Am I too old or too young to receive chiropractic care?

Chiropractors are fully trained to treat people of all ages, and treatment is specifically tailored to each individual's needs.

A variety of different techniques are avaliable to be used for the very young, or for older patients with additional underlying conditions, such as osteoporosis.

At Street Chiropractic Clinic, we have safely and successfully treated people of all ages, for over 25 years.

If unsure as to the suitability for treatment, we are always happy to offer a free, no obligation 10 minute chat, to answer any questions that a potential patient may have.

What happens at the end of treatment?

Once the initial presenting condition has been resolved, most patients are advised to continue following the advice given, to help prevent reoccurance.

In some cases, with symptoms of long duration, or those that keep recurring, it may be recommended that some patients receive so called 'maintenance care', much like you would get a once in a while check-up with the dentist.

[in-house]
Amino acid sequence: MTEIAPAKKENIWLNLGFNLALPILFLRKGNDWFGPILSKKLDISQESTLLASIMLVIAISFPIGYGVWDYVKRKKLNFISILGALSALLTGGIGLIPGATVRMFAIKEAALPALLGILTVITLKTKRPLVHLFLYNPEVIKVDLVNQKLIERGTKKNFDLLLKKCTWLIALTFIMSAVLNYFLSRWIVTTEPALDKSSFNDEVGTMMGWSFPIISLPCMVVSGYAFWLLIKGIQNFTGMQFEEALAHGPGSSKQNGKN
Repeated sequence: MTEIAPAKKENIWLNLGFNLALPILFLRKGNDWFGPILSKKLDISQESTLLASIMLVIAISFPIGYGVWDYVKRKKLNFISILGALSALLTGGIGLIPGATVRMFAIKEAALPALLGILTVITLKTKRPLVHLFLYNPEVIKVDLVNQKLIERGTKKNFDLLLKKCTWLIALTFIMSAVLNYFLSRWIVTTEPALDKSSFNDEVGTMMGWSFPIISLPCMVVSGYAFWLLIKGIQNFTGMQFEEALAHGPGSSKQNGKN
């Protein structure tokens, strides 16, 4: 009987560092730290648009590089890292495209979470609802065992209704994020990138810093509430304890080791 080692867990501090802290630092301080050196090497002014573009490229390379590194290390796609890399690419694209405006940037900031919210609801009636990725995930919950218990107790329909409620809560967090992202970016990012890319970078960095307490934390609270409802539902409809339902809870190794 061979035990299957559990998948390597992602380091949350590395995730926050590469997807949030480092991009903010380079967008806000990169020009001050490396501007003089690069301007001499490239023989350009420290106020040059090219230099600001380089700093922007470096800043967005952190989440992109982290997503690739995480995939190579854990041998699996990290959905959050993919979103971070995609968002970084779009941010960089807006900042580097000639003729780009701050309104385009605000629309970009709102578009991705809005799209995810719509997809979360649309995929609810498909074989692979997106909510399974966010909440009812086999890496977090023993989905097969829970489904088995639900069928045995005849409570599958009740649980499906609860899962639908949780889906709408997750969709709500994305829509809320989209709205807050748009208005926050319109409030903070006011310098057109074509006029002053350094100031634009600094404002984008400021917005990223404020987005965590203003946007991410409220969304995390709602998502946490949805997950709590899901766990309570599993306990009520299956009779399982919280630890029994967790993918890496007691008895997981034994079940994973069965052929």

There is evidence to show that this approach helps some people to decrease the frequency of symptomatic days, compared with a "fire-fighting" approach.

The decision to continue with maintenance care is a personal one and is not obligatory.

 

Is there anything I can do to help myself?

You will be encouraged to help yourself, as people that regularly perform the exercises suggested by the chiropractor, and follow their 'ergonomic' advice, respond much quicker to care.

Continuing to perform the exercises, once the symptoms have resolved, also helps to decrease the frequency of reoccurance.

What's the difference between chiropractic and osteopathy?